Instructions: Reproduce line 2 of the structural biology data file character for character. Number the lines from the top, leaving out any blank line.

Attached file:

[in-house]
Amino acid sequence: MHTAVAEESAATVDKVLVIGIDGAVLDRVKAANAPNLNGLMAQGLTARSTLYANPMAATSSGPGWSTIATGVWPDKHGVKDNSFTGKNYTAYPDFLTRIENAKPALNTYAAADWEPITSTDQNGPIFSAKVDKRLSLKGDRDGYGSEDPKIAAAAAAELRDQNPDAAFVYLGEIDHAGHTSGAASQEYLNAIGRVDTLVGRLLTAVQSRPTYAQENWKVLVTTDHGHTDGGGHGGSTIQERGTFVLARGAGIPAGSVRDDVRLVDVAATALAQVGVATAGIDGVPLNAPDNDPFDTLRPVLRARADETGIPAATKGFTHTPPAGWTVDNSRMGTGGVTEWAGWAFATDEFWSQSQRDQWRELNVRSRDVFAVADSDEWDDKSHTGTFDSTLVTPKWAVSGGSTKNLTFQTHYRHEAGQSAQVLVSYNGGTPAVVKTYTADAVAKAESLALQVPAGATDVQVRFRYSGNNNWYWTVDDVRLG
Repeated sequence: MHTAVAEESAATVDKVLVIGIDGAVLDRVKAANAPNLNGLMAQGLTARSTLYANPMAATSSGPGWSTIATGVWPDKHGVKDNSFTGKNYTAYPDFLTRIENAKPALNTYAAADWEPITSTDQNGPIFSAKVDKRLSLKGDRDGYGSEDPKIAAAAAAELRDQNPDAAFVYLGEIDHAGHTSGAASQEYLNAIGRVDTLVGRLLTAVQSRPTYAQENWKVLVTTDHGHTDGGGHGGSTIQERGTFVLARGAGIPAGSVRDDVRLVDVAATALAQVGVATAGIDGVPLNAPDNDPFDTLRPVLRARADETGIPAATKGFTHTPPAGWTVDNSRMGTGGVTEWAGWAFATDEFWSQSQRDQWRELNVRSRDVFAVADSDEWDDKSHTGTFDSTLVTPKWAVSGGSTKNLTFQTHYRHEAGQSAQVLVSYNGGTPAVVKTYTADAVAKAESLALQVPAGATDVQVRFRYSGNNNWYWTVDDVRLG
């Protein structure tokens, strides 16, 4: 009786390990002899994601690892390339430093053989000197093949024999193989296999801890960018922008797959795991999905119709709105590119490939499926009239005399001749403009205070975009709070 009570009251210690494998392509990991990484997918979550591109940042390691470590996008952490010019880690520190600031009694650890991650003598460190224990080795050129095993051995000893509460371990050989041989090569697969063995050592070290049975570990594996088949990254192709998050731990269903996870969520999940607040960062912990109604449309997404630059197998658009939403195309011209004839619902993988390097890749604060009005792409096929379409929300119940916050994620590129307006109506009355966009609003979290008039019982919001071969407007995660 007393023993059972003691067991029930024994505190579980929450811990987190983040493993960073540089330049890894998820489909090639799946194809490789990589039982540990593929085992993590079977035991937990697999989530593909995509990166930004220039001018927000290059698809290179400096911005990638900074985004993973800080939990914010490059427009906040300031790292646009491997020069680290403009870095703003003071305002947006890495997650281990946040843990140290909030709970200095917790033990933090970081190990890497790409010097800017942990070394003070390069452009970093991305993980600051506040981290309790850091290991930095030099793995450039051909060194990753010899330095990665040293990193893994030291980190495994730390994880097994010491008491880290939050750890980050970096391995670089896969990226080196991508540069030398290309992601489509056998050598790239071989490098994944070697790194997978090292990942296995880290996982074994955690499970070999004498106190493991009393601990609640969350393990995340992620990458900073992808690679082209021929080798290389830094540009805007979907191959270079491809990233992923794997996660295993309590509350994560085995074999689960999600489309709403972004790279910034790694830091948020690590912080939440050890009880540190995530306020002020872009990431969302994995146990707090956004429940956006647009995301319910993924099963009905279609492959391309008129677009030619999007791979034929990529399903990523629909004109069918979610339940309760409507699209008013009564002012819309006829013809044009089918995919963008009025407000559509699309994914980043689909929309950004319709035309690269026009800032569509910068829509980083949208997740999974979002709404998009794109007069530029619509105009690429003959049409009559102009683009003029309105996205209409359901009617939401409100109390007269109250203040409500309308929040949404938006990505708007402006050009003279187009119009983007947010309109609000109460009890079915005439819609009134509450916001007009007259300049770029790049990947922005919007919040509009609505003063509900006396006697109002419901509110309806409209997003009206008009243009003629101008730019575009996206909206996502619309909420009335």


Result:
Amino acid sequence: MHTAVAEESAATVDKVLVIGIDGAVLDRVKAANAPNLNGLMAQGLTARSTLYANPMAATSSGPGWSTIATGVWPDKHGVKDNSFTGKNYTAYPDFLTRIENAKPALNTYAAADWEPITSTDQNGPIFSAKVDKRLSLKGDRDGYGSEDPKIAAAAAAELRDQNPDAAFVYLGEIDHAGHTSGAASQEYLNAIGRVDTLVGRLLTAVQSRPTYAQENWKVLVTTDHGHTDGGGHGGSTIQERGTFVLARGAGIPAGSVRDDVRLVDVAATALAQVGVATAGIDGVPLNAPDNDPFDTLRPVLRARADETGIPAATKGFTHTPPAGWTVDNSRMGTGGVTEWAGWAFATDEFWSQSQRDQWRELNVRSRDVFAVADSDEWDDKSHTGTFDSTLVTPKWAVSGGSTKNLTFQTHYRHEAGQSAQVLVSYNGGTPAVVKTYTADAVAKAESLALQVPAGATDVQVRFRYSGNNNWYWTVDDVRLG